An electronic unit according to an embodiment of the present technology includes: a display including an electrophoresis device between a pair of substrates, one or both of the substrates being light-transmissive. The electrophoresis device includes a migrating particle, a porous layer including a fibrous structure holding a non-migrating particle having optical reflection characteristics different from optical reflection characteristics of the migrating particle, and a light-transmissive dividing wall including part of the porous layer.

A method of manufacturing an electrophoresis device according to an embodiment of the present technology includes: forming a porous layer; applying a photosensitive solution to allow the porous layer to be buried in the photosensitive solution; and exposing and developing the photosensitive solution to form a light-transmissive dividing wall including part of the porous layer. The porous layer includes a fibrous structure holing a non-migrating particle having optical reflection characteristics different from optical reflection characteristics of a migrating particle.

It is to be noted that “optical reflection characteristics” refer to so-called light (outside light) reflectance. The reason why the optical reflection characteristics of the non-migrating particle are different from those of the migrating particle is to produce contrast using such a difference in light reflectance between the migrating particle and the non-migrating particle.

According to the electrophoresis device, the display, the display substrate, and the electronic unit according to the embodiments of the present technology, the porous layer is configured of the fibrous structure that holds the non-migrating particle having the optical reflection characteristics different from those of the migrating particle. The dividing wall is light-transmissive, and includes part of the porous layer. Consequently, the electrophoresis device, the display, the display substrate, and the electronic unit according to the embodiments of the present technology achieve high contrast, high-speed response, and low power consumption.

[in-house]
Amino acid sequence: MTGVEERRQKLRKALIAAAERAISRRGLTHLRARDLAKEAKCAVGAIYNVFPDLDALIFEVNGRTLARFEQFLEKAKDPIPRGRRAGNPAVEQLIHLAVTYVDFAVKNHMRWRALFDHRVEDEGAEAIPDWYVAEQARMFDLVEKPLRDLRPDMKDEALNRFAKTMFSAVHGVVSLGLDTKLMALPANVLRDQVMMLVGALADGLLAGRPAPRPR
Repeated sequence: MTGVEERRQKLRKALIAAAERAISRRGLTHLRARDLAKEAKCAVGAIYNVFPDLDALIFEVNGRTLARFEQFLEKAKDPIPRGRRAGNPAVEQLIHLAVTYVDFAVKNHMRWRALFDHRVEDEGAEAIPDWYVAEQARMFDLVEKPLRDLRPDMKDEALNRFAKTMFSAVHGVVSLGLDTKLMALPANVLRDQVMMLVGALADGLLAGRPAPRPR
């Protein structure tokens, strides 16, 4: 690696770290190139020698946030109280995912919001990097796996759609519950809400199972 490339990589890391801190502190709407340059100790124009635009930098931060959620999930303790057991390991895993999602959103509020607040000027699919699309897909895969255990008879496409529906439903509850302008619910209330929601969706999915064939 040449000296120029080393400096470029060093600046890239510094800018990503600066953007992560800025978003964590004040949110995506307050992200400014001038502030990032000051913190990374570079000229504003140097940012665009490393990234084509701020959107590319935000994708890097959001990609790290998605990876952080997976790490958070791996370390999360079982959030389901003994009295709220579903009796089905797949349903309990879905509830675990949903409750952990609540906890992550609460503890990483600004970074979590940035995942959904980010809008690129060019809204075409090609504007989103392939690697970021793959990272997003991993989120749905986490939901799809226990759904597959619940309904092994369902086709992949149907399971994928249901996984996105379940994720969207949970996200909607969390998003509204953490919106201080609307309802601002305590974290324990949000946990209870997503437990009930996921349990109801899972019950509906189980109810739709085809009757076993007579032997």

In addition, according to the method of manufacturing an electrophoresis device according to the embodiment of the present technology, a photosensitive solution is applied such that the porous layer is buried in the photosensitive solution, and then the photosensitive solution is exposed and developed, so that a light-transmissive dividing wall including part of the porous layer is formed. Consequently, the method achieves an electrophoresis device that exhibits high contrast and high-speed response at low power consumption.

It is to be understood that both the foregoing general description and the following detailed description are exemplary, and are intended to provide further explanation of the technology as claimed.

BRIEF DESCRIPTION OF THE DRAWINGS

The accompanying drawings are included to provide a further understanding of the disclosure, and are incorporated in and constitute a part of this specification. The drawings illustrate embodiments and, together with the specification, serve to explain the principles of the technology.

FIG. 1 is a sectional view illustrating a configuration of a display including an electrophoresis device according to an embodiment of the present technology.

FIG. 2 is a plan view illustrating a configuration of a major part (porous layer) of the display.